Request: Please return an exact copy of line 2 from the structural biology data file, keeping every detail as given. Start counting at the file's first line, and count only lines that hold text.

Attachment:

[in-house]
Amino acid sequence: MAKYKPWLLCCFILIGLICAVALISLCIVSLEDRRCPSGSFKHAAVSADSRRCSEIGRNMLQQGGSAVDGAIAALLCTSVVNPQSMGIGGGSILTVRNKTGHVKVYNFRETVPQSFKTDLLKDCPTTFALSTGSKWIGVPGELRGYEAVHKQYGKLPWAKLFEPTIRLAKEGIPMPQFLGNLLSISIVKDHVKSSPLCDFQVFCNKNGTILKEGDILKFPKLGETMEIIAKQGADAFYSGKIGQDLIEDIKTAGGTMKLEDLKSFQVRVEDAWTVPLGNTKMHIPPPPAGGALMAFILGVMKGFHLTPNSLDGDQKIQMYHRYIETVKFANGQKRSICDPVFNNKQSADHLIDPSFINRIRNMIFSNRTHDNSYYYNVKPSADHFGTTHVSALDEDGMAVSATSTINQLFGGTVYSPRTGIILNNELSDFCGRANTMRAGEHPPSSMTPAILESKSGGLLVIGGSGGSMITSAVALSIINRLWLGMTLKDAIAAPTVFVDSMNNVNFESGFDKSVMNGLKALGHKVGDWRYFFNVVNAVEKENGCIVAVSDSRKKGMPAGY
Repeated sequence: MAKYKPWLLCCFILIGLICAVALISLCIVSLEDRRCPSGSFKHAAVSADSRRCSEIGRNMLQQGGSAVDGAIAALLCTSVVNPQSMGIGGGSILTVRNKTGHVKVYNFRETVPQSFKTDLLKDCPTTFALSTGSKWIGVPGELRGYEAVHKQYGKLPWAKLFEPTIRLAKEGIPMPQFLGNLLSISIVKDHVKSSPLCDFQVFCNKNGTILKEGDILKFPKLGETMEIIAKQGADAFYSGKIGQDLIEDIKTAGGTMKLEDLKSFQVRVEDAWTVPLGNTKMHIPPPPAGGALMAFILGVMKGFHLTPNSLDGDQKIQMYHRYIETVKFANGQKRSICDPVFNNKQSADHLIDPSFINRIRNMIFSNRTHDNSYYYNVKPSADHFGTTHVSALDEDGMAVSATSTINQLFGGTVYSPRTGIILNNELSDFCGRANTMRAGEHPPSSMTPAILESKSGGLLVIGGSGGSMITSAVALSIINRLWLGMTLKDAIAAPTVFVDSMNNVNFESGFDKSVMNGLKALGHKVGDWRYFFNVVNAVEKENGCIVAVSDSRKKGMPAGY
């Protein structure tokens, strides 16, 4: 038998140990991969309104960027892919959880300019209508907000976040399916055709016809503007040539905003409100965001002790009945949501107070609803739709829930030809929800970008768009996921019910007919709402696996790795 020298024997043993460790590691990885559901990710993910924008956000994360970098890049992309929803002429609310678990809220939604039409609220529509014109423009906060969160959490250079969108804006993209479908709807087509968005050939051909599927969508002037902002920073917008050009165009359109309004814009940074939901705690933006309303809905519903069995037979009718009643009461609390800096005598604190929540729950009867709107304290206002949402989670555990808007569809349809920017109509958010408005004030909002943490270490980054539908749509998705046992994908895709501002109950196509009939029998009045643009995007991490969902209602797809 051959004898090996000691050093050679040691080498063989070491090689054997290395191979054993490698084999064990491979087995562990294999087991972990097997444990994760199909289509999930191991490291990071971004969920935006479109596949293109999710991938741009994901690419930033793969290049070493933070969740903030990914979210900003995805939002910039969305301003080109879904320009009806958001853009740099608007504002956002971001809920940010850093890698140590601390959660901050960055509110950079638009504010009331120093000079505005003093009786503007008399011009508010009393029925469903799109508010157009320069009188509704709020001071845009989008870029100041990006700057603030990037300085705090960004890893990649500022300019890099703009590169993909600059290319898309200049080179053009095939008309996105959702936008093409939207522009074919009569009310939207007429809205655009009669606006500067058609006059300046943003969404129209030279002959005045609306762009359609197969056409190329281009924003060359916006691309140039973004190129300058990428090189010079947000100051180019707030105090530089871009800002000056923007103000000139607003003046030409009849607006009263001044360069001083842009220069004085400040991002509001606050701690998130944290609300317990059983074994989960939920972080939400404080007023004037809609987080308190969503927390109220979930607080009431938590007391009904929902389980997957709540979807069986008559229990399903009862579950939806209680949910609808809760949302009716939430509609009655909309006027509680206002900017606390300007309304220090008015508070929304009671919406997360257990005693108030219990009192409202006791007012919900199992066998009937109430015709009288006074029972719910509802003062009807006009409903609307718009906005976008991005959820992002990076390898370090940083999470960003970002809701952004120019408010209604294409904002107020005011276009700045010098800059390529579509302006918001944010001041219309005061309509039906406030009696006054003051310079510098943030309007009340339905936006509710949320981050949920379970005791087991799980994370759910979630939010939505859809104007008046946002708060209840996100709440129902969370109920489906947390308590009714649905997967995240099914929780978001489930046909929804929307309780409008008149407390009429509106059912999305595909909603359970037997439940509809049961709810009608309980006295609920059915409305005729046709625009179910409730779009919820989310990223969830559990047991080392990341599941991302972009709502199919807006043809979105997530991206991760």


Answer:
Amino acid sequence: MAKYKPWLLCCFILIGLICAVALISLCIVSLEDRRCPSGSFKHAAVSADSRRCSEIGRNMLQQGGSAVDGAIAALLCTSVVNPQSMGIGGGSILTVRNKTGHVKVYNFRETVPQSFKTDLLKDCPTTFALSTGSKWIGVPGELRGYEAVHKQYGKLPWAKLFEPTIRLAKEGIPMPQFLGNLLSISIVKDHVKSSPLCDFQVFCNKNGTILKEGDILKFPKLGETMEIIAKQGADAFYSGKIGQDLIEDIKTAGGTMKLEDLKSFQVRVEDAWTVPLGNTKMHIPPPPAGGALMAFILGVMKGFHLTPNSLDGDQKIQMYHRYIETVKFANGQKRSICDPVFNNKQSADHLIDPSFINRIRNMIFSNRTHDNSYYYNVKPSADHFGTTHVSALDEDGMAVSATSTINQLFGGTVYSPRTGIILNNELSDFCGRANTMRAGEHPPSSMTPAILESKSGGLLVIGGSGGSMITSAVALSIINRLWLGMTLKDAIAAPTVFVDSMNNVNFESGFDKSVMNGLKALGHKVGDWRYFFNVVNAVEKENGCIVAVSDSRKKGMPAGY